The answer to this is to create a more decentralized social networking system. Like I've said before, I'm working on an open source project like that called Appleseed [sourceforge.net] , but some of the ways I can foresee stopping spammers from setting up fake profiles and all that is to a) use a sender-stores system for messaging, so that the burden of storing and maintaining messages is put on the spammer. Want to send out a million messages? Sure. But be sure to be willing to host those messages indefinitely until their recipients decide to pick them up. Oh, and as far as accountability goes, it'll be a lot easier to find you. Also, b) By distributing social networking into specialized nodes, you now have a lot large pool of people willing to get rid of spammers. Each node will have a dedicated admin, so knocking off one or two fake profiles every so often isn't so hard. But MySpace has 50,000,000 people on one site. Sometimes it seems like they don't care about spammers, but honestly, it's probably just that they're incapable of removing all of them as fast as they're created. "Never attribute to malice" and all that...

The other important factor? Men are idiots. I see these fake profiles that scream "no fucking way I'm real", and it'll have hundreds of knucklehead friends. It seems creating a profile that says,

"Hi, I'm Emily! I'm 19 years old, bisexual, and I just moved to Detroit from Cali! I like to party, have fun, dance, and have naughty sex! Come over and see me on my webcam over here..."

is all you need to do to create the requisite blood flow displacement which makes most dudes take a few steps back on the evolutionary ladder. Just like spam, you can take a technical approach, and that can go a far way to defeating it, but as long as there are dudes out there with barbed wire bicep tattoos, backwards hats, throwing up fake gang signs in their bedroom in front of a Sublime poster willing to be duped by the simplest of scams, there's not much we can do. Possibly a well educated, self-confident, and sexually liberation female population who absolutely refused to have sex with these cro-magnons until they opened a book might help. But like a sender-stores system, some of them might get through anyways.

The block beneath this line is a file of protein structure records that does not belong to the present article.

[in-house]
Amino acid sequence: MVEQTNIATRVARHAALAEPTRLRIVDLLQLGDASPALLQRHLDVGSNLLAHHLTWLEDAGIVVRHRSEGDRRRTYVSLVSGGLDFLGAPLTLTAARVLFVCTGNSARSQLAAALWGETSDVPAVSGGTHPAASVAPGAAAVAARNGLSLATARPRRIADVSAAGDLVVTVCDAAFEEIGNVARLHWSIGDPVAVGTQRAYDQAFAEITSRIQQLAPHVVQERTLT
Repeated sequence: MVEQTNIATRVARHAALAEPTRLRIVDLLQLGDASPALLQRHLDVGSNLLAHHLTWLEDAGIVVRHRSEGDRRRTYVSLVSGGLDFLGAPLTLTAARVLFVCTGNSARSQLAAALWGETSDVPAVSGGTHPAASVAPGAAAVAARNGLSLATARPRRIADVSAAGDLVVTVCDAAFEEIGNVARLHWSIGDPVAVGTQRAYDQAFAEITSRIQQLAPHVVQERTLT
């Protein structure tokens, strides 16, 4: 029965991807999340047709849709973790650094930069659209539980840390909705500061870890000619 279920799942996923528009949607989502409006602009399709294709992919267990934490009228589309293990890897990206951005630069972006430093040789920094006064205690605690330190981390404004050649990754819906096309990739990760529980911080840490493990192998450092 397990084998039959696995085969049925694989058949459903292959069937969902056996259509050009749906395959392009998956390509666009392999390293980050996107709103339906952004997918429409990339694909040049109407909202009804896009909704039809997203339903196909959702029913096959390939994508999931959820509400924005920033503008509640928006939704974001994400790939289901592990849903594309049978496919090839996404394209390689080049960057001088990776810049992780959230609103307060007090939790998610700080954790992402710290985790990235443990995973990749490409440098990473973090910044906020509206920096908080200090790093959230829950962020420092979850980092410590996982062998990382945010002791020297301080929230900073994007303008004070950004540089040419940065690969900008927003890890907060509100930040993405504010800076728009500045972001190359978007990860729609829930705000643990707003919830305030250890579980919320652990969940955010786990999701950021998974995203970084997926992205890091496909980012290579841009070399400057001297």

Re:A few things here... (1)

dim5 (844238) | more than 7 years ago | (#16297861)

Hi Emily!

URL plz! Do you take PayPal?

Re:A few things here... (1)

GrumpySimon (707671) | more than 7 years ago | (#16299027)

I'm replying to this, not because I have anything useful to say here, but because I just mistakenly up modded a troll (http://it.slashdot.org/comments.pl?sid=198901&cid =16298289 [slashdot.org] ) for cutting and pasting your exact same comment above.

Re:A few things here... (1)

P3NIS_CLEAVER (860022) | more than 7 years ago | (#16299167)

Just like spam, you can take a technical approach, and that can go a far way to defeating it, but as long as there are dudes out there with barbed wire bicep tattoos, backwards hats, throwing up fake gang signs in their bedroom in front of a Sublime poster willing to be duped by the simplest of scams, there's not much we can do.

Dude, no way i can be duped!!!

Re:A few things here... (2, Interesting)

Lord_Dweomer (648696) | more than 7 years ago | (#16299537)

There's a few factors which have made myspace a cesspool spawning marketing and advertising demons left and right.

Might also have something to do with the fact that the founders don't exactly have a problem with it seeing as how MySpace was founded by spammers [valleywag.com] , not Tom. Tom is just the pretty wholesome face they put on there to get peopel to join.

onoz! (0)

Anonymous Coward | more than 7 years ago | (#16297179)

Wait. You mean where people congregate and very sparse places are prime targets for crime? onoz! zomg!

The Tragedy of the Commons (0)

Anonymous Coward | more than 7 years ago | (#16297209)

Once again, the brats are finding out that no one spanks them for hogging all the toys for themselves, thus ruining the park for everyone, themselves included.

They've ruined

  • Halloween with their pins and razors
  • The rivers and lakes with their pollution
  • Usenet and email with their cursed spam
  • Flying with their crazy jihad
  • The cities with their gang banging
And now
  • Social networking